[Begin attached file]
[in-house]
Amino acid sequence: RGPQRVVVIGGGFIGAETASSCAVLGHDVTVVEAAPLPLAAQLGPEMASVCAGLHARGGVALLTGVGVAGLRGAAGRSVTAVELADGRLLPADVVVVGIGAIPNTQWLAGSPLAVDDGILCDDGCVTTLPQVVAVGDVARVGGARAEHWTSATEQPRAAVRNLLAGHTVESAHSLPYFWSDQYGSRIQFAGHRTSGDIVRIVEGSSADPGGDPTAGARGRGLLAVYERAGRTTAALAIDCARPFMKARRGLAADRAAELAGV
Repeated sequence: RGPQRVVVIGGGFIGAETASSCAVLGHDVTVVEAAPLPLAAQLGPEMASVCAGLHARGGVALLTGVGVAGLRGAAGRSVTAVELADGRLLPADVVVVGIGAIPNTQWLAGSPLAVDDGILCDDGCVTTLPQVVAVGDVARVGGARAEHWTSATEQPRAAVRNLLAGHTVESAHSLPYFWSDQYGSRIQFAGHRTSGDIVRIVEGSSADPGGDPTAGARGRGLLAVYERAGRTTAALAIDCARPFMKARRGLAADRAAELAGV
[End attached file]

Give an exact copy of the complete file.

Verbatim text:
[in-house]
Amino acid sequence: RGPQRVVVIGGGFIGAETASSCAVLGHDVTVVEAAPLPLAAQLGPEMASVCAGLHARGGVALLTGVGVAGLRGAAGRSVTAVELADGRLLPADVVVVGIGAIPNTQWLAGSPLAVDDGILCDDGCVTTLPQVVAVGDVARVGGARAEHWTSATEQPRAAVRNLLAGHTVESAHSLPYFWSDQYGSRIQFAGHRTSGDIVRIVEGSSADPGGDPTAGARGRGLLAVYERAGRTTAALAIDCARPFMKARRGLAADRAAELAGV
Repeated sequence: RGPQRVVVIGGGFIGAETASSCAVLGHDVTVVEAAPLPLAAQLGPEMASVCAGLHARGGVALLTGVGVAGLRGAAGRSVTAVELADGRLLPADVVVVGIGAIPNTQWLAGSPLAVDDGILCDDGCVTTLPQVVAVGDVARVGGARAEHWTSATEQPRAAVRNLLAGHTVESAHSLPYFWSDQYGSRIQFAGHRTSGDIVRIVEGSSADPGGDPTAGARGRGLLAVYERAGRTTAALAIDCARPFMKARRGLAADRAAELAGV